An international team of researchers, including Macquarie University’s Associate Professor Koushik Venkatesan, have developed a proof of concept device which they say addresses all these issues.

Their research was published overnight in Nature.

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Are damselflies in distress?

How are insects responding to rapid climate change?

Molecular Ecology paper Monday, 30 April 2018

Damselflies mating

The blue-tailed damselfly (Ischnura elegans) in mating formation. Photo: Rachael Dudaniec

Damselflies are evolving rapidly as they expand their range in response to a warming climate, according to new research led by Macquarie University researchers in Sydney.

“Genes that influence heat tolerance, physiology, and even vision are giving them evolutionary options to help them cope with climate change. Other insects may not be so lucky,” says Dr Rachael Dudaniec, lead author of the paper.

The study, published in Molecular Ecology today, investigated the genetics of an insect’s capacity to adapt and survive in a changing world by looking at the blue-tailed damselfly (Ischnura elegans) in Sweden.

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Robots: 22 international teams, 51 Aussie teams competing at Sydney Olympic Park from Sunday

FIRST Robotics Competition Australian Regionals kick off in Sydney from 11-18 March.

Move over Olympians! It’s athletes of a different kind that will be pitting their skills against each other at Sydney Olympic Park from 11 March-18 March.

High school teams from across the Asia Pacific are descending upon the Quaycentre to battle it out at the FIRST Robotics Competition Australian Regionals.

“It’s a competition, but it also teaches students design and engineering skills when they’re building their robots,” explains FIRST Australia director Luan Heimlich.

“They benefit from learning how to work together in teams, and cooperate and solve problems with tangible outcomes.”

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Michaelia Cash at FIRST

Beatrix Potter, pioneering scientist; using whales and fish to trace emerging viruses; travelling back in time; and uniting women in earth and environmental sciences

Female scientists have played a critical role in many scientific discoveries throughout history, but their contributions have often been overlooked.

Ahead of International Women’s Day this Thursday, Macquarie University scientists are celebrating the work of forgotten women of science through history; explaining how their work today is changing the world; and making the case for why women in earth and environmental sciences need to stand together.

  • Lesley Hughes researches the impacts of climate change on species and ecosystems. Now she’s celebrating the work of Beatrix Potter and other pioneering but forgotten women of science, through the exhibition Hidden Figures of STEMM.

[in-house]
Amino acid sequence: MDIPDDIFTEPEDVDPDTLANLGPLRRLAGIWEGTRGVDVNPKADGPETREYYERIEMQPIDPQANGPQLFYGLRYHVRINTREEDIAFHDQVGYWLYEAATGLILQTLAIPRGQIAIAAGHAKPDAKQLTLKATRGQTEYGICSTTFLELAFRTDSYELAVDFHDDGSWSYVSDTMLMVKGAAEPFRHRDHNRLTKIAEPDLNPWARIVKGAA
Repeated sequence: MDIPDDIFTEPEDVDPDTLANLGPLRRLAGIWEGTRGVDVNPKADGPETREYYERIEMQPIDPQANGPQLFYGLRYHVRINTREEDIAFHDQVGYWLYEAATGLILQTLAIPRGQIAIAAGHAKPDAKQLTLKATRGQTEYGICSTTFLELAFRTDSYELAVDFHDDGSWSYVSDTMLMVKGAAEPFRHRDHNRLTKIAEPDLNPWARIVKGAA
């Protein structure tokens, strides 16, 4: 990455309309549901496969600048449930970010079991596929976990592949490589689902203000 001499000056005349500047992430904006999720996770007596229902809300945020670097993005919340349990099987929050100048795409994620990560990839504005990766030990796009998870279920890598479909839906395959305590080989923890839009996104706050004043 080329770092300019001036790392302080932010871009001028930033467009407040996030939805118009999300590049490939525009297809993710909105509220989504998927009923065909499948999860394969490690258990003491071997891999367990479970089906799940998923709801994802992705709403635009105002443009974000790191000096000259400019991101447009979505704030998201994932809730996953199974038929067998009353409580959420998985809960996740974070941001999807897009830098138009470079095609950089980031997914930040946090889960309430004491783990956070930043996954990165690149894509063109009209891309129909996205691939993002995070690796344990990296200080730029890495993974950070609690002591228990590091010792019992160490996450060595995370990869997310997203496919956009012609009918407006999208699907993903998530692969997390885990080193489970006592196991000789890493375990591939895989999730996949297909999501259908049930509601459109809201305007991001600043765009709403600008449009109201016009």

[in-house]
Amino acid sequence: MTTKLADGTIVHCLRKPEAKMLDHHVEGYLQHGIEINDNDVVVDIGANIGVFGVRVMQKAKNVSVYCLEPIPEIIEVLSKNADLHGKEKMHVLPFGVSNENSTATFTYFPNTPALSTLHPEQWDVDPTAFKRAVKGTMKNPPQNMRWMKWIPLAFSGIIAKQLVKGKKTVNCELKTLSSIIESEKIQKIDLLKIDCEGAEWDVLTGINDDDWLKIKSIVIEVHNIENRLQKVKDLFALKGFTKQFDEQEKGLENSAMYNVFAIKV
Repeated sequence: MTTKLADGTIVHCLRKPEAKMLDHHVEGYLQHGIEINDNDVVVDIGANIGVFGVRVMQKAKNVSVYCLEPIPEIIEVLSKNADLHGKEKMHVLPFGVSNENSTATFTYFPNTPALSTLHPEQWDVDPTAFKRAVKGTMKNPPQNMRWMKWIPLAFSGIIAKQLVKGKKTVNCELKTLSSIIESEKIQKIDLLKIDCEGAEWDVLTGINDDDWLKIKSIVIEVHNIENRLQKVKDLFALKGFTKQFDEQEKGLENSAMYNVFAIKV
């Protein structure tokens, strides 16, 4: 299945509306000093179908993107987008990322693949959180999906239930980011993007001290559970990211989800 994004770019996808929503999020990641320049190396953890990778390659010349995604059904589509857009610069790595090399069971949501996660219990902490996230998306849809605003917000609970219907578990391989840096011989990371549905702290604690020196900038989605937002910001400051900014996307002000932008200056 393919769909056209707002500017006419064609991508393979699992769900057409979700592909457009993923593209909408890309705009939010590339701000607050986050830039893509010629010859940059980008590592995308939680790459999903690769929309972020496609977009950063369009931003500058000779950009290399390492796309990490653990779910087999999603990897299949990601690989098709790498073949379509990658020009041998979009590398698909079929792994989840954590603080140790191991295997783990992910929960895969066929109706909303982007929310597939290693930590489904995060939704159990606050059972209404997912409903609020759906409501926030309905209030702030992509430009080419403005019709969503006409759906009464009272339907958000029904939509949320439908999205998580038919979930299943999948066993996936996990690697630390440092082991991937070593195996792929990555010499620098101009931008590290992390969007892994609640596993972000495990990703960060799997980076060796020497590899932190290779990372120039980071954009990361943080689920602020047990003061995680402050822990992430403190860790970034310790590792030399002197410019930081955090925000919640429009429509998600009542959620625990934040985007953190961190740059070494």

• Evolutionary biologist Jemma Geoghegan is using whales and fish to better understand how new viruses emerge.
  • Kira Westaway uses glowing grains of sand to travel back in time. Her work has transformed our understanding of human evolution.
  • Volcanologist Heather Handley’s research into volcanoes in the Pacific ‘Ring of Fire’ is improving our understanding of volcanic hazards. She’s also the co-founder and chair of new network Women in Earth and Environmental Sciences Australasia (WOMESSA).

More on each of these stories  below.

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World’s largest-ever ape; more efficient aircraft; and why having more women in science matters

Science needs more women and four Macquarie scientists can tell you why ahead of the International Day of Women and Girls in Science this Sunday.

  • Professor Barbara Messerle is a research chemist and leads a team of 360 academic staff and 6,400 students as the Executive Dean of Macquarie University’s Faculty of Science and Engineering.
  • Dr Shari Gallop was surprised by the level of gender inequality she encountered at the start of her academic career, so she co-founded the network to do something about it.
  • Associate Professor Kira Westaway is leading a team to hunt in China for fossils from Gigantopithecus blacki, the largest ever ape to walk the planet.
  • Dr Sophie Calabretto is developing the maths that will help designers build more efficient aircraft and climate scientists develop the next generation of global climate models – and she’s worried about the declining number of girls studying maths.

More on each of these scientists below.

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Saving our species and the future of weeds: protecting biodiversity in a changing climate

Biodiversity Node at Macquarie University wins 2017 BHERT Award for Outstanding Collaboration for National (Non-Economic) Benefit

New South Wales is better placed to manage and protect its biodiversity in a changing climate thanks to the deeply collaborative work of the Biodiversity Node of the NSW Adaptation Research Hub, hosted by Macquarie University.

Since it was established in 2013, the Node has delivered research to support the management of biodiversity conservation in NSW under climate change. As a result of this research the Node has produced a suite of evidence-based online tools including:

  • Niche Finder: baseline maps of ecological ranges and climate niches
  • Threatened Species: metrics on the vulnerability of NSW threatened species to climate change
  • Weed Futures: predicting how weeds will respond to climate change
  • Climate Ready Vegetation: step-by-step instructions on revegetation planning for future climates.

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Professor Dali Kaafar to lead research at the Optus Macquarie University Cyber Security Hub

A focus on cyber security and privacy-preserving technologies.

Macquarie University is pleased to announce the appointment of Professor Dali Kaafar as Scientific Director of the Optus Macquarie University Cyber Security Hub.

Prof Kaafar will move from CSIRO Data61 on 3 October 2017.

“It is a pleasure to appoint Prof Kaafar who is regarded worldwide as one of the leaders in cyber security, in particular regarding data privacy issues,” says Dr Christophe Doche, Executive Director of the Cyber Security Hub.